With director Stewart Arnott’s quietly affecting production, Coal Mine Theatre brings Jordan Harrison’s humanistic sci-fi play, Marjorie Prime, to life. Set in the very near future, it features some eerie bereavement-assistance tech called Prime. With it, people can process their grief by interacting with a programable synthetic version of their lost loved one. This, as you can imagine, forces the characters and the audience to grapple, almost constantly, with the meaning of human connection.
We open with Marjorie (Martha Henry) and Walter (Gordon Hecht), husband and wife, reminiscing about the early days of their relationship. Their dynamic is jovial, but it is clear, right out of the gate, that something is off. She’s in her eighties and he’s barely out of his twenties. He also seems uncomfortably obliging. As she coaches him to be a more accurate Walter, we quickly understand the situation. And we can feel how the truth of our lives is tangled up in how we remember it.
As Marjorie tries to engage with her past, her memory proves unreliable. She handles this with graceful good humour and Henry conveys her with puckish glee. Through the subtlest of gestures, she also lets us glimpse the torment and terror of losing track of your own life. Henry has a quiet magnetism that, even in stillness, holds your attention firmly. In one particularly agonizing moment, she allows Marjorie’s embarrassment at her own helplessness come fully to the surface, and we are suddenly aware of how much guilt and shame she’s been holding.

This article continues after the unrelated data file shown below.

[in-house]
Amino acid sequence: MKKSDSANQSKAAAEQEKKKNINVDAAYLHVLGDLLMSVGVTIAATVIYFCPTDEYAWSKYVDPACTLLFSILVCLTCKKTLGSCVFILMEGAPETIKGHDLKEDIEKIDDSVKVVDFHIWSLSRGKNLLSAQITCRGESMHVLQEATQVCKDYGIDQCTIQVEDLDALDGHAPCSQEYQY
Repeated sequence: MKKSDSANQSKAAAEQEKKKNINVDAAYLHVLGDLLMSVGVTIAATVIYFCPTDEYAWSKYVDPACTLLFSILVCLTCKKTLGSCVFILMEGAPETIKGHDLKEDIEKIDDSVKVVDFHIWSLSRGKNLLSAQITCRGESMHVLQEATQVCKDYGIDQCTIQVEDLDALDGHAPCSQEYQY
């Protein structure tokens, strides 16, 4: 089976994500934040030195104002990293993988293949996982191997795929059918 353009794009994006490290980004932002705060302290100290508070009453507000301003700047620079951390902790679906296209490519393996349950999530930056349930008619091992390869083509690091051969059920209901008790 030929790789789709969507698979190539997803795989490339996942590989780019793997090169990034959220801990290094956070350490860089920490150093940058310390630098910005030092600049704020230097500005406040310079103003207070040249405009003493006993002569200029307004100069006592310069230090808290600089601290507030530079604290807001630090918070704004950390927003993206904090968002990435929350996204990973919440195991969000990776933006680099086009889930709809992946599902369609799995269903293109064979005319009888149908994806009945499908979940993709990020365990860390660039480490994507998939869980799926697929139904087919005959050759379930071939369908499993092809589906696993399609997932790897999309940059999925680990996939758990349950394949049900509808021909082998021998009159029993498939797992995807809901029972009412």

Majorie’s daughter, Tess (Sarah Dodd) is wary of this Walter and his impact on her mother. His presence, and the past trauma that is gradually unearthed, puts further strain on their already prickly relationship. Her affable husband, Jon (Beau Dixon), makes a valiant attempt to comfort them, though we eventually see even his enthusiasm as the brave mask it is. Dodd and Dixon, perfect foils for each other, invite us into a loving yet troubled alliance. They, too, cope with much through humour. When their facades eventually crumble, though, the cost of life is laid bare.
The mechanics of Prime technology are never addressed. As the story progresses, and the line between reality and artifice is blurred, it becomes clear that that the technology itself isn’t the point. This sharing of memories, of coaching each other through the story of our lives, is a familiar human phenomenon.
The not-so-distant future is made mundane and relatable in Gillian Gallow’s modest set. A simple counter and cupboards opposite a very large, curtained window. It is with slight, telling details that she suggests a world only slightly ahead of our own. That window, lit by Nick Blais, provides a steady, ambient radiance. The light shifts in temperature in a way that carries thematic intention. I felt distrustful of this light, as if it had been created to distract us and the characters from some bleak nothingness beyond the room.
That bleakness comes from Harrison’s text. Tess’s lament about the routine of life—that banal series tasks and routines and social engagement leading, finally, to an end—sent a chill though me. The play does not coddle you with reassurances, but it does provide some comfort in its honest, probing attention to our precarious, self-conscious existence.